Chapter 1 (Mortification of Sin)


Owen begins the book by establishing for us the verse that serves as the premise of the study, Romans 8:13, “For if you live according to the flesh you will die, but if by the Spirit you put to death the deeds of the body, you will live.” Rob Edwards suggests reading Romans 8:1-17 “to see the broader context for this particular verse, paying attention to the work of the Spirit as it relates to the work of Christ and to the Christian life.”[1] And I second that suggestion.

After stating the goal of his writing (which includes an emphasis that he would not be expounding upon the first half of the verse), Owen breaks his foundational text into five points that we must consider.

First, he highlights that Paul’s use of the conditional if expresses the certainty of obtaining life should the deeds of the body be killed. Helpfully, he reminds us that the connection between mortification and life “is not of cause and effect properly and strictly, for ‘eternal life is the gift of God through Jesus Christ’ (Rom. 6:23); but of means and end: God hath appointed this means, for the attaining that end which he hath freely promised. Means, though necessary, have a fair subordination to an end of free promise” (21). In other words, life is not technically the effect of mortification’s cause; instead, mortification is a means by which God freely gives life. Thus, this condition is not a burden for all who truly belong to Christ but a marvelous promise! If you kill your sin, you will have life!

How is our duty to mortify sin an expression of God’s grace rather than a legalistic demand?

Second, he points to the surrounding context of Romans 8 to show that you in verse 13 means believers alone. He notes that pressing the task of mortifying sin upon anyone else “is a notable fruit of that superstition and self-righteousness that the world is so full of: the great work and design of devout men ignorant of the gospel (Rom. 10:3, 4; John 15:5)” (21). Killing sin apart from the grace of Christ creates the most wicked of Pharisees.

 Why can non-Christians not be expected to mortify their sins?

Why does mortification apart from the gospel lead to “superstition and self-righteousness”?

Third, Owen emphasizes that we can only put to death our sins by the Spirit. “All other ways of mortification are vain; all helps leave us helpless; it must be done by the Spirit” (22). He goes on to add the poignant warning that: “Mortification from a self-strength, carried on by ways of self-invention, unto the end of a self-righteousness, is the soul and substance of all false religion in the world” (22).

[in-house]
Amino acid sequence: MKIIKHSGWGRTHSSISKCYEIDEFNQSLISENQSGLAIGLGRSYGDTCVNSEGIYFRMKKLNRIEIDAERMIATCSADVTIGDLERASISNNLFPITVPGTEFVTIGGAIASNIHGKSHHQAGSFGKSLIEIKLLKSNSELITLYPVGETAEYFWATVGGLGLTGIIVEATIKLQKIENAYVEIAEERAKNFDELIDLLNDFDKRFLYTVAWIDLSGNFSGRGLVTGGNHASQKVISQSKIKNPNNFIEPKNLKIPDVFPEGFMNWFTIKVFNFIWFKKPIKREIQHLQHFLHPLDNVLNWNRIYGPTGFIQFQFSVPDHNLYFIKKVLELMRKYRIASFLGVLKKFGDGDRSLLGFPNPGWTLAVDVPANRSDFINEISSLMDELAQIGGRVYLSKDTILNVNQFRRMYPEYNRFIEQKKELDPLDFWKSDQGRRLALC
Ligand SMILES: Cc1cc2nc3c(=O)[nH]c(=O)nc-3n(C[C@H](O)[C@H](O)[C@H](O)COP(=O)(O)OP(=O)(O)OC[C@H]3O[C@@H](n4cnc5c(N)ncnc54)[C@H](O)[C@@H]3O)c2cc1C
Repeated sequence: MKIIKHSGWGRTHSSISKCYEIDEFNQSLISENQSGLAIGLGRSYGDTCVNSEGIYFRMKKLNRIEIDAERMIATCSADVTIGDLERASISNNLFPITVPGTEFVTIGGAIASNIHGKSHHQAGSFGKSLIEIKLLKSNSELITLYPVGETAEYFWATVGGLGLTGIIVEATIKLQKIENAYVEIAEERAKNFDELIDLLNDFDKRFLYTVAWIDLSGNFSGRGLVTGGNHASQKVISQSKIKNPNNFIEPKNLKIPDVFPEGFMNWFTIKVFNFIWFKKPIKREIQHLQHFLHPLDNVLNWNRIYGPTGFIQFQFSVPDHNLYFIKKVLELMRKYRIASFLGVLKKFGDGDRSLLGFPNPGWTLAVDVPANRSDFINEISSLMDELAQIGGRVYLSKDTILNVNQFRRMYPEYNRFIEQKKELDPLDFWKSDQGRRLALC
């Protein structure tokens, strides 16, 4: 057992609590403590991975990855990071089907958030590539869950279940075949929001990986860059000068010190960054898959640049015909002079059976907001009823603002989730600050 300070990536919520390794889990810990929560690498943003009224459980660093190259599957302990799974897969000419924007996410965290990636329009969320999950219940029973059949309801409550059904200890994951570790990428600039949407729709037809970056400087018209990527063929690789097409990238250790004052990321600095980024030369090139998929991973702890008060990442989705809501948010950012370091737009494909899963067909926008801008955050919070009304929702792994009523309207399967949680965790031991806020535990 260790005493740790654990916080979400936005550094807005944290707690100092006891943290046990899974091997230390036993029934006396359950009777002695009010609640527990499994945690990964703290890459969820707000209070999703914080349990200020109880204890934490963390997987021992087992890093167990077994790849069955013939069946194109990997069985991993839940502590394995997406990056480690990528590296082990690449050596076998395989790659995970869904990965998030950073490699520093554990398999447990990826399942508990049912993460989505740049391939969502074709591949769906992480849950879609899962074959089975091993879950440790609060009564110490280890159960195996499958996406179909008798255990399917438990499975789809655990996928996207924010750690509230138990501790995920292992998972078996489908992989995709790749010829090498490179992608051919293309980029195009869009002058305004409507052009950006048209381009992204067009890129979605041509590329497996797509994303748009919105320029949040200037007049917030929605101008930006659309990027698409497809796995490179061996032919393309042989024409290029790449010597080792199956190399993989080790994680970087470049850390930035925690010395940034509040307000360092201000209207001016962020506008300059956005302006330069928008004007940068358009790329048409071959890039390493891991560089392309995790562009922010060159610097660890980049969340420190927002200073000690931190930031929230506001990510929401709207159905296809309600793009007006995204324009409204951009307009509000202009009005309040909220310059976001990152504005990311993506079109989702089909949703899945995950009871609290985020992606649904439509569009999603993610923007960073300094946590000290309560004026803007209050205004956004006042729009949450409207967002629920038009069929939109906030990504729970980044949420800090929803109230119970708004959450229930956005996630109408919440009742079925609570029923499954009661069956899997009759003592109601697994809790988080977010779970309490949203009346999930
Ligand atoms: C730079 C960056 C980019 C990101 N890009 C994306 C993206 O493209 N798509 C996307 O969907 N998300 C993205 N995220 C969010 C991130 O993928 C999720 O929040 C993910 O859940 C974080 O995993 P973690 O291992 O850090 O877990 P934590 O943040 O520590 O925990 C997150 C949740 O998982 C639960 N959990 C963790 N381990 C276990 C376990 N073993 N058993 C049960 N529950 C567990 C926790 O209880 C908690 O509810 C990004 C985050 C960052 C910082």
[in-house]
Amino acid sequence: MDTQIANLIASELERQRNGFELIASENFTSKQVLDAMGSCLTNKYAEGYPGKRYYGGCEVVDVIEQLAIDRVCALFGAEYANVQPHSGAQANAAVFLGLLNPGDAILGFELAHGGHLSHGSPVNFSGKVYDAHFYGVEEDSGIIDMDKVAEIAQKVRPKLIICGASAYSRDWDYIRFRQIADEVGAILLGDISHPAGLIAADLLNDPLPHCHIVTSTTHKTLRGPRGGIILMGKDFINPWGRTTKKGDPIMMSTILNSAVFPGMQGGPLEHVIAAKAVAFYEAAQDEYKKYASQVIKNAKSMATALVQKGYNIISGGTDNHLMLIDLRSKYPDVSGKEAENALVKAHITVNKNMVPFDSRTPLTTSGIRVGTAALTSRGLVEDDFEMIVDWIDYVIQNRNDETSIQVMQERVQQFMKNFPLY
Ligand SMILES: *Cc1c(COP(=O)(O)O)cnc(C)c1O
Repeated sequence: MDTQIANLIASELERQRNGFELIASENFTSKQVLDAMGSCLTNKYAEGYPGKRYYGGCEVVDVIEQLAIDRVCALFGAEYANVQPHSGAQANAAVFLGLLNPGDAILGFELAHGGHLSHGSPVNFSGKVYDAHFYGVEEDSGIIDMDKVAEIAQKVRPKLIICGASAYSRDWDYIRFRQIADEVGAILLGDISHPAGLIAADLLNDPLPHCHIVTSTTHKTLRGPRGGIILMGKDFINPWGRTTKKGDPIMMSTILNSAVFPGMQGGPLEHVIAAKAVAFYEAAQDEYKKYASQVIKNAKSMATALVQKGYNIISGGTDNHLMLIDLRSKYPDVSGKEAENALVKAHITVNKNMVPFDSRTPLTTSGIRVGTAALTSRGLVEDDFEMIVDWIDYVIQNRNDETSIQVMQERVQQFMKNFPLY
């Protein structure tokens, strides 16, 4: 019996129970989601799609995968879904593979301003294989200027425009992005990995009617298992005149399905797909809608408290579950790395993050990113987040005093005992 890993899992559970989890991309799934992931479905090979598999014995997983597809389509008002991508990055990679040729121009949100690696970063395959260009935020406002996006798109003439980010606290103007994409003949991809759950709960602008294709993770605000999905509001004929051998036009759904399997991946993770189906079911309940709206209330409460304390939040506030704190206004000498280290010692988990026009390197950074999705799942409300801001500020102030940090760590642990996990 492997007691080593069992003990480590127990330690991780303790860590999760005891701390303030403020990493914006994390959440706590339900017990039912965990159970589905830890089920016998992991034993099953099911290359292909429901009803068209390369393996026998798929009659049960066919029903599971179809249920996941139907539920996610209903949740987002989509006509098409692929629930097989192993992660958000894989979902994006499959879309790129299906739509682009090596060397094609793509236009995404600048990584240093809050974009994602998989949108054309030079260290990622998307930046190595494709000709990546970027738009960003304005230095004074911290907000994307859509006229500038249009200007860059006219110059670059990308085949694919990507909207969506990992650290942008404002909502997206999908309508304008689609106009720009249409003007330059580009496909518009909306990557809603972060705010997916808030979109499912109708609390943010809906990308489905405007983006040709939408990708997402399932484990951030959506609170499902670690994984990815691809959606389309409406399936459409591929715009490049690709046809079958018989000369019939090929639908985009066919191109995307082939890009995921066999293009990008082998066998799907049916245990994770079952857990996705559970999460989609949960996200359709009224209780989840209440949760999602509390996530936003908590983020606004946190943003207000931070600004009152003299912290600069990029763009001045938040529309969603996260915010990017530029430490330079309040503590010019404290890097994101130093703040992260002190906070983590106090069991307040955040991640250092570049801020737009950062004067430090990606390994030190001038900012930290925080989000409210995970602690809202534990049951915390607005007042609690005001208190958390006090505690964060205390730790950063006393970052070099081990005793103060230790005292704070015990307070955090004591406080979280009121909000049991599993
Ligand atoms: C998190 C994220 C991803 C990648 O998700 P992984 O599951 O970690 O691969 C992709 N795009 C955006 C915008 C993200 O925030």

In what ways have you attempted to defeat your sin without relying upon the Spirit? What effect did that produce in the end?

Given the context of Romans 8, how does the Spirit enable us to kill our sin?

Fourth, he clarifies the meaning of the phrase mortify the deeds of the body by explaining “(i) What is meant by ‘the body’; (ii) What by ‘the deeds of the body’; (iii) What by ‘mortifying’ them” (22). He proceeds to explain that the body (or the flesh) “is the indwelling sin, the corrupted flesh or lust” (22-23) that still dwells within us. The deeds of the flesh are “the outward actions” (23) of our internal corruption. Finally, to mortify simply means to kill or to put to death. “To kill a man, or any other living thing, is to take away the principle of all his strength, vigour and power, so that he cannot act, or exert, or put forth any proper acting of his own” (23-24), which is what we must strive to do to our indwelling sin.

Why does Paul in Romans 8:13 call our indwelling sin ‘the flesh’ or ‘the body’?

Why is it important to understand that outward sin is only the manifestation of our inward corruption?

Why is killing a fitting metaphor for how we are to attack our sin?

Fifth, the promised end of mortifying sin is life. Owen notes “the word may not only intend eternal life, but also the spiritual life in Christ which here we have; not as to the essence and being of it, which is already enjoyed by believers; but as to the joy, comfort and vigour of it” (24). In other words, this promise of life is not only the eternal life that is to come but spiritually healthy and joyful life here and now.

 What are the two meanings of life that Owen highlights, and why are they both essential for motivating us to kill our sin?


[1] Rob Edwards, Study Guide for John Owen’s The Mortification of Sin, 6.

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